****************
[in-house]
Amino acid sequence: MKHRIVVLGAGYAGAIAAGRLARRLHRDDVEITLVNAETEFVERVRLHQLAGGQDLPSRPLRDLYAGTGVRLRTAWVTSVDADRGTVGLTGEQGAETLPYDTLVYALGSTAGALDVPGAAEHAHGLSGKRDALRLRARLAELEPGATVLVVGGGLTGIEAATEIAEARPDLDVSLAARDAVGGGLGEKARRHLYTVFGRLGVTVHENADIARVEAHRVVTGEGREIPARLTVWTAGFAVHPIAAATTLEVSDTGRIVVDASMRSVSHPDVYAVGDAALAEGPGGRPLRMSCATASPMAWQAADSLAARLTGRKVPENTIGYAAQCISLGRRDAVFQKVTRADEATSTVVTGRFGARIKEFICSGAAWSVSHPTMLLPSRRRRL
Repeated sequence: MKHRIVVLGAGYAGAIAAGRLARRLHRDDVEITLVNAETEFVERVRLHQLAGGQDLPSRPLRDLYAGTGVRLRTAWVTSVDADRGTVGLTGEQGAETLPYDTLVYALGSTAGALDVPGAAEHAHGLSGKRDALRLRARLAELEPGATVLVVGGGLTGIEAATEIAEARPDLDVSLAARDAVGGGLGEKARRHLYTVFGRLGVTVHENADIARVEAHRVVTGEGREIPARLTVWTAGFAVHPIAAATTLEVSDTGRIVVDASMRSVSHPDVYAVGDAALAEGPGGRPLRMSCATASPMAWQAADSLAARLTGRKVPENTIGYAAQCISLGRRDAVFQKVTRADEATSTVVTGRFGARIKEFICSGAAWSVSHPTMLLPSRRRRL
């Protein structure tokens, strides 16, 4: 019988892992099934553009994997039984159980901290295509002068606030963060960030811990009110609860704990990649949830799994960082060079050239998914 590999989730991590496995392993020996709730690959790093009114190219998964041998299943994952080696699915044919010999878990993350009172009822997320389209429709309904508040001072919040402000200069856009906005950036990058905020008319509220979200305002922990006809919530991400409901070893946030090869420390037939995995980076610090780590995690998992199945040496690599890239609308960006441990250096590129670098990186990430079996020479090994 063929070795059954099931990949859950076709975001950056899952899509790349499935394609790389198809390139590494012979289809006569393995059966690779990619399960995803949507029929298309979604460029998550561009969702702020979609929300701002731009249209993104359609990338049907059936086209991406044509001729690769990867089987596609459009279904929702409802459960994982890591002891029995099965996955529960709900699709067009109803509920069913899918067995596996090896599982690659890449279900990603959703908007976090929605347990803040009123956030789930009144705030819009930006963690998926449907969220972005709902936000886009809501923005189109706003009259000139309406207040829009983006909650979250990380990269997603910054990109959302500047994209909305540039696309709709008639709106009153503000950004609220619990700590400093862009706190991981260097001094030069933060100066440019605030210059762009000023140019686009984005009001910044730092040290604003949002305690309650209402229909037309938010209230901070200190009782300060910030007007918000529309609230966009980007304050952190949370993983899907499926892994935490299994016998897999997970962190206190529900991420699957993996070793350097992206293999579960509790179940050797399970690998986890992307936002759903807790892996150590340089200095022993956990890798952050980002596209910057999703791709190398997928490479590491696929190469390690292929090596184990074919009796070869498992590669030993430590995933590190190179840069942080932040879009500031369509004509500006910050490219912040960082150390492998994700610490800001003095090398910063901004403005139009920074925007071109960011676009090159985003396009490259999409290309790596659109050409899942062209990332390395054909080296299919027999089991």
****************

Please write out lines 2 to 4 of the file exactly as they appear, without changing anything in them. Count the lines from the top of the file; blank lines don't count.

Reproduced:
Amino acid sequence: MKHRIVVLGAGYAGAIAAGRLARRLHRDDVEITLVNAETEFVERVRLHQLAGGQDLPSRPLRDLYAGTGVRLRTAWVTSVDADRGTVGLTGEQGAETLPYDTLVYALGSTAGALDVPGAAEHAHGLSGKRDALRLRARLAELEPGATVLVVGGGLTGIEAATEIAEARPDLDVSLAARDAVGGGLGEKARRHLYTVFGRLGVTVHENADIARVEAHRVVTGEGREIPARLTVWTAGFAVHPIAAATTLEVSDTGRIVVDASMRSVSHPDVYAVGDAALAEGPGGRPLRMSCATASPMAWQAADSLAARLTGRKVPENTIGYAAQCISLGRRDAVFQKVTRADEATSTVVTGRFGARIKEFICSGAAWSVSHPTMLLPSRRRRL
Repeated sequence: MKHRIVVLGAGYAGAIAAGRLARRLHRDDVEITLVNAETEFVERVRLHQLAGGQDLPSRPLRDLYAGTGVRLRTAWVTSVDADRGTVGLTGEQGAETLPYDTLVYALGSTAGALDVPGAAEHAHGLSGKRDALRLRARLAELEPGATVLVVGGGLTGIEAATEIAEARPDLDVSLAARDAVGGGLGEKARRHLYTVFGRLGVTVHENADIARVEAHRVVTGEGREIPARLTVWTAGFAVHPIAAATTLEVSDTGRIVVDASMRSVSHPDVYAVGDAALAEGPGGRPLRMSCATASPMAWQAADSLAARLTGRKVPENTIGYAAQCISLGRRDAVFQKVTRADEATSTVVTGRFGARIKEFICSGAAWSVSHPTMLLPSRRRRL
């Protein structure tokens, strides 16, 4: 019988892992099934553009994997039984159980901290295509002068606030963060960030811990009110609860704990990649949830799994960082060079050239998914 590999989730991590496995392993020996709730690959790093009114190219998964041998299943994952080696699915044919010999878990993350009172009822997320389209429709309904508040001072919040402000200069856009906005950036990058905020008319509220979200305002922990006809919530991400409901070893946030090869420390037939995995980076610090780590995690998992199945040496690599890239609308960006441990250096590129670098990186990430079996020479090994 063929070795059954099931990949859950076709975001950056899952899509790349499935394609790389198809390139590494012979289809006569393995059966690779990619399960995803949507029929298309979604460029998550561009969702702020979609929300701002731009249209993104359609990338049907059936086209991406044509001729690769990867089987596609459009279904929702409802459960994982890591002891029995099965996955529960709900699709067009109803509920069913899918067995596996090896599982690659890449279900990603959703908007976090929605347990803040009123956030789930009144705030819009930006963690998926449907969220972005709902936000886009809501923005189109706003009259000139309406207040829009983006909650979250990380990269997603910054990109959302500047994209909305540039696309709709008639709106009153503000950004609220619990700590400093862009706190991981260097001094030069933060100066440019605030210059762009000023140019686009984005009001910044730092040290604003949002305690309650209402229909037309938010209230901070200190009782300060910030007007918000529309609230966009980007304050952190949370993983899907499926892994935490299994016998897999997970962190206190529900991420699957993996070793350097992206293999579960509790179940050797399970690998986890992307936002759903807790892996150590340089200095022993956990890798952050980002596209910057999703791709190398997928490479590491696929190469390690292929090596184990074919009796070869498992590669030993430590995933590190190179840069942080932040879009500031369509004509500006910050490219912040960082150390492998994700610490800001003095090398910063901004403005139009920074925007071109960011676009090159985003396009490259999409290309790596659109050409899942062209990332390395054909080296299919027999089991």